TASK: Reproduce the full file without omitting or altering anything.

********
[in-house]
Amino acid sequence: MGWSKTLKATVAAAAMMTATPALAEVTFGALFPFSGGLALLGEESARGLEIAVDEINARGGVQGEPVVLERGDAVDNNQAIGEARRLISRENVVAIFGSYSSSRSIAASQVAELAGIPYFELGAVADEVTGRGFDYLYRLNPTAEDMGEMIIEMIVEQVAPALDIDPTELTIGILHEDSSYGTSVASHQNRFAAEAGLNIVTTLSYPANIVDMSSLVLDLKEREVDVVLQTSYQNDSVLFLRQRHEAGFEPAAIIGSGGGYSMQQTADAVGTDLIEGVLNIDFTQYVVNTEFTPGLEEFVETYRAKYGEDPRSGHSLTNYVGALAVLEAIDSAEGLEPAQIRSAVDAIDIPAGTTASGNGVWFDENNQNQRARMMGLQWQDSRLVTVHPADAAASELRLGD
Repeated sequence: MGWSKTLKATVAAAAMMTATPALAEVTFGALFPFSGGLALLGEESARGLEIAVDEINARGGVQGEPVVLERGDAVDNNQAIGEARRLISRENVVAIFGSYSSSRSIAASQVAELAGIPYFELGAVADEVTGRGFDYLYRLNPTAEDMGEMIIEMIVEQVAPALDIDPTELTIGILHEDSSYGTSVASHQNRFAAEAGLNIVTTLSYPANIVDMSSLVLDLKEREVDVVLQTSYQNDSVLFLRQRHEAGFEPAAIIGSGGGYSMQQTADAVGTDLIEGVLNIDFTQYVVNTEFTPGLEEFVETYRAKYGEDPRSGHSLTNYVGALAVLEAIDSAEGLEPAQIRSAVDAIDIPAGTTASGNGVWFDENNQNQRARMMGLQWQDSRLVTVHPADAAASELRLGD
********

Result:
[in-house]
Amino acid sequence: MGWSKTLKATVAAAAMMTATPALAEVTFGALFPFSGGLALLGEESARGLEIAVDEINARGGVQGEPVVLERGDAVDNNQAIGEARRLISRENVVAIFGSYSSSRSIAASQVAELAGIPYFELGAVADEVTGRGFDYLYRLNPTAEDMGEMIIEMIVEQVAPALDIDPTELTIGILHEDSSYGTSVASHQNRFAAEAGLNIVTTLSYPANIVDMSSLVLDLKEREVDVVLQTSYQNDSVLFLRQRHEAGFEPAAIIGSGGGYSMQQTADAVGTDLIEGVLNIDFTQYVVNTEFTPGLEEFVETYRAKYGEDPRSGHSLTNYVGALAVLEAIDSAEGLEPAQIRSAVDAIDIPAGTTASGNGVWFDENNQNQRARMMGLQWQDSRLVTVHPADAAASELRLGD
Repeated sequence: MGWSKTLKATVAAAAMMTATPALAEVTFGALFPFSGGLALLGEESARGLEIAVDEINARGGVQGEPVVLERGDAVDNNQAIGEARRLISRENVVAIFGSYSSSRSIAASQVAELAGIPYFELGAVADEVTGRGFDYLYRLNPTAEDMGEMIIEMIVEQVAPALDIDPTELTIGILHEDSSYGTSVASHQNRFAAEAGLNIVTTLSYPANIVDMSSLVLDLKEREVDVVLQTSYQNDSVLFLRQRHEAGFEPAAIIGSGGGYSMQQTADAVGTDLIEGVLNIDFTQYVVNTEFTPGLEEFVETYRAKYGEDPRSGHSLTNYVGALAVLEAIDSAEGLEPAQIRSAVDAIDIPAGTTASGNGVWFDENNQNQRARMMGLQWQDSRLVTVHPADAAASELRLGD